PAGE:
For the first time in years, 39-year-old Nicole Ortuno can jump up and down when she's excited. She can go for a run without worrying about where to stop for a bathroom break along the way. Best of all, she can focus on spending time with her husband and four children, undistracted by discomfort or embarrassment.
Previously, Ortuno had to limit herself and her activities because of incontinence and other symptoms associated with disorders of the pelvic floor, the network of muscles, ligaments and tissues in the lower abdominal area that acts like a hammock that supports the uterus, bladder, vagina and rectum. If the muscles, ligaments or tissues in the area become weak or are injured, the uterus, bladder, vagina or rectum may drop down, or "prolapse," and cause significant discomfort and a range of symptoms for the individual affected.
The weakness or injury can result from a number of stressors, most frequently vaginal childbirth but sometimes even heavy lifting, or from pre-existing conditions such as connective tissue disorders. Factors like weight gain and age further increase risk. For Ortuno, having four children and a history of constipation meant she was very susceptible.
It is estimated that nearly one in three women will at some point in their lives be affected by one or more pelvic floor disorders, and although the issue primarily affects women, about 20 percent of all cases occur in men. Despite this, the disorders are commonly underreported and underdiagnosed, and like many others, Ortuno suffered silently for years, uncomfortable about sharing her symptoms and unsure whether treatment was even an option.
"I didn't know what to do about it," says Ortuno. "But symptoms kept getting worse. I knew it was time to talk to someone."
Eventually, while jogging with a friend who is a nurse, Ortuno brought up her struggles and how they had been worsening. Her friend advised her to look into treatment. After speaking to another acquaintance in health care – this time, a physician at the MGH – Ortuno decided to seek help from the MGH Pelvic Floor Disorder Service.
"We created this service several years ago to provide coordinated care for the significant number of patients affected by pelvic floor disorders," says May Wakamatsu, MD, director of the MGH Division of Urogynecology, who co-leads the Pelvic Floor Disorder Service with Liliana Bordeianou, MD, of the MGH Division of General/Gastrointestinal Surgery. "The number is only increasing, as many experts estimate that by 2050, 20 percent of the U.S. population will be women over the age of 70."
Because pelvic floor disorders often affect several different organs at the same time, the Pelvic Floor Disorder Service is comprised of a team of multidisciplinary specialists, including urogynecologists, colorectal surgeons, urologists, a gastroenterologist and a physiatrist. The concept of an integrated pelvic floor disorder service at the MGH – a service that offers both surgical and nonsurgical treatment options – was pioneered by Wakamatsu and Bordeianou. Since its creation, numerous patients like Ortuno have benefited.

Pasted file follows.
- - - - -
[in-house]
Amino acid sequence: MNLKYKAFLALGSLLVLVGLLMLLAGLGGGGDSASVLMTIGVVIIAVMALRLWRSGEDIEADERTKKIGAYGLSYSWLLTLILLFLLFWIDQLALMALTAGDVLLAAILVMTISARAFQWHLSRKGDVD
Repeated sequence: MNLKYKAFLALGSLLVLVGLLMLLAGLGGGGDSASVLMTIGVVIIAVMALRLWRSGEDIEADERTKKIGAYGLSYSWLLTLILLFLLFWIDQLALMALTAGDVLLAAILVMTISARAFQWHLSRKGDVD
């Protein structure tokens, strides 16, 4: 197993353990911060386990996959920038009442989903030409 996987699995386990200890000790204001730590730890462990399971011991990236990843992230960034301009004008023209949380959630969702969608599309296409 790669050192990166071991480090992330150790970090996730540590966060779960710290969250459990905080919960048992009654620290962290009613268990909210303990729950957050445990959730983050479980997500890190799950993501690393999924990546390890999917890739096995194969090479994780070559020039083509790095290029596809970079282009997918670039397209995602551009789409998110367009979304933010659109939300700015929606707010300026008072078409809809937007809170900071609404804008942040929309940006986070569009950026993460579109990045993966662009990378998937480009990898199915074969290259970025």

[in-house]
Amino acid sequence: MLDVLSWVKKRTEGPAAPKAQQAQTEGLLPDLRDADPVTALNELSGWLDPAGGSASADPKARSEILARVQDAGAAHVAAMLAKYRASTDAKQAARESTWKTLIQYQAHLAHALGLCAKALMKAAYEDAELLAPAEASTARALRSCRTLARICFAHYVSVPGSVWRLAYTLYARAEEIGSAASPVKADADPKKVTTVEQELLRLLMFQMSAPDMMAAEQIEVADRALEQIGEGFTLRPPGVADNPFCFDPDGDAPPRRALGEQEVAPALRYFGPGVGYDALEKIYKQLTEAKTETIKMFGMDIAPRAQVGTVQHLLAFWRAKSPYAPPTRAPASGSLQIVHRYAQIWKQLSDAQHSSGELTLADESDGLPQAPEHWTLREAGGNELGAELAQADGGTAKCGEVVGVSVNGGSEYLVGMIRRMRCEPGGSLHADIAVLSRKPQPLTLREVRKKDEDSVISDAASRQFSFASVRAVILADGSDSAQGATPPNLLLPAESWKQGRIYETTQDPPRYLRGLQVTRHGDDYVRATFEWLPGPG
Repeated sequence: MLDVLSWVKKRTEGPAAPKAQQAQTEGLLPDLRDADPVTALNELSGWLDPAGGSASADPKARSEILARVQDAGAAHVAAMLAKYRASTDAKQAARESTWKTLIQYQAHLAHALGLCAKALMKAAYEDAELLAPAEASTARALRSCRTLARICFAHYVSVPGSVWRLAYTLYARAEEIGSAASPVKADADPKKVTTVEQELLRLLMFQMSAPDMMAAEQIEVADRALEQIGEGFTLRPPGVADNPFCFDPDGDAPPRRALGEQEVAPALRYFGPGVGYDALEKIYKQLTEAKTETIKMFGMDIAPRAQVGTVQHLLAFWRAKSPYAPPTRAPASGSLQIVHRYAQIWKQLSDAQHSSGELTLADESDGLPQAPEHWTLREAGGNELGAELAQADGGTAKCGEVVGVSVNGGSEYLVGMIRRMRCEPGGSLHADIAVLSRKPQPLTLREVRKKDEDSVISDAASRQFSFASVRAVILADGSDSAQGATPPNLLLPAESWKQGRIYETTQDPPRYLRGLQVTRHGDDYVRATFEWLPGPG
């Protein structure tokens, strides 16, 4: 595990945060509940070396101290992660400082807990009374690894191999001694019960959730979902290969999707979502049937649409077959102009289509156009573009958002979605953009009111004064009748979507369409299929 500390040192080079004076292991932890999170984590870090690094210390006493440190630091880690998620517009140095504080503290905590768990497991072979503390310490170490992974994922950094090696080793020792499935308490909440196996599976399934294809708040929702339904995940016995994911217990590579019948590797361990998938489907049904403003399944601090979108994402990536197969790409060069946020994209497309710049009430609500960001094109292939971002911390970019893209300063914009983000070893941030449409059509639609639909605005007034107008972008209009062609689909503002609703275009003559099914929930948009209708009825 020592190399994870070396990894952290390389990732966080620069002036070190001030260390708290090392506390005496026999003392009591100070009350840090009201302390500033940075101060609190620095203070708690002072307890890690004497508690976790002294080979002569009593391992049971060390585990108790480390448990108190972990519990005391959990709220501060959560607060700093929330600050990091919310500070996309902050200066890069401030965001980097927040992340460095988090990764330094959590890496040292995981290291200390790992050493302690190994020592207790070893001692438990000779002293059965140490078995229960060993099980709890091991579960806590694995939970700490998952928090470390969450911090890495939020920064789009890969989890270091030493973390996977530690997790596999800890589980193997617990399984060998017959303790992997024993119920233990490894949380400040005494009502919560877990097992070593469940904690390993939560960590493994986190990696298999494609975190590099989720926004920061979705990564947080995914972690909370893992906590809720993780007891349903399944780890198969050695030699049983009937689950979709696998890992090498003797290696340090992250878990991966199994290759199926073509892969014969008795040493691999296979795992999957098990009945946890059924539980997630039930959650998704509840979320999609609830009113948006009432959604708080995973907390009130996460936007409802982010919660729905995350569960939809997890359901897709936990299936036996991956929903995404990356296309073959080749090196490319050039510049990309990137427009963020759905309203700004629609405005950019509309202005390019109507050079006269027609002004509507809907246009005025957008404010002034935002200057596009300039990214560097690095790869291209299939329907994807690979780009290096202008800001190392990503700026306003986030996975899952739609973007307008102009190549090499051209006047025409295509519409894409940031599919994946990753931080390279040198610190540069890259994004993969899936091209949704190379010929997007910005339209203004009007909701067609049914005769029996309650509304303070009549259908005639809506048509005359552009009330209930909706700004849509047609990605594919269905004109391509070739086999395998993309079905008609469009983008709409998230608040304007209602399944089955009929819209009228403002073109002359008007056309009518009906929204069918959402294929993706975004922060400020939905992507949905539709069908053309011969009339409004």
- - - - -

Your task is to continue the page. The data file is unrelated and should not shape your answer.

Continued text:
Help at last
In Ortuno's case, MGH physicians quickly discovered she was affected by a combination of pelvic floor-related issues: a cystocele (prolapse of the anterior vaginal wall), rectocele (prolapse of the posterior vaginal wall) and rectal prolapse. While some pelvic floor disorders can be corrected without treatment, Ortuno would need a series of procedures performed by both a urogynecologist and a colorectal surgeon – Wakamatsu and Patricia Sylla, MD, a colorectal surgeon in the Division of General and Gastrointestinal Surgery and a member of the Pelvic Floor Disorder Service. Wakamatsu and Sylla met with Ortuno and her husband to explain the corrections she needed to get back to living a normal, healthy life.
"They were both so kind and helpful. It's easy to feel embarrassed about the topic, but they put me at ease," says Ortuno. "I always felt like I was in such good hands."
Only a short time after her initial diagnosis, Ortuno came in for the operation. Performed using laparoscopy, the surgery was complex – but it was a success. Wakamatsu rebuilt the anterior vaginal wall and corrected the cystocele by repairing injured tissues surrounding the bladder as well as the posterior vaginal wall. Sylla removed the excess colon and rectum, repairing them with sutures to avoid laxity and prevent recurrence in the future.
"It's great to be able to combine surgeries as we did in Nicole's case. One surgery, rather than multiple, means only going under anesthesia once and only going through one recovery," says Wakamatsu. "It's much more convenient for the patient – and safer."
Adds Sylla, "Combining the surgeries also allowed us to be as minimally invasive as possible. Rather than make an additional abdominal incision, I was able to repair Nicole's rectal prolapse through an incision that Dr. Wakamatsu made during the gynecological repairs."
One minimally invasive laparoscopic surgery meant a quicker recovery time and less overall pain for Ortuno. Only weeks after surgery, she was feeling better than she had in years. "This surgery changed my life. I don't have to worry about the little things any more, and I feel like I'm 20 years old again," says Ortuno. "I encourage anyone experiencing symptoms to talk their doctor about treatment."
To learn more about pelvic floor disorders and available treatments, visit the Pelvic Floor Disorder Service website.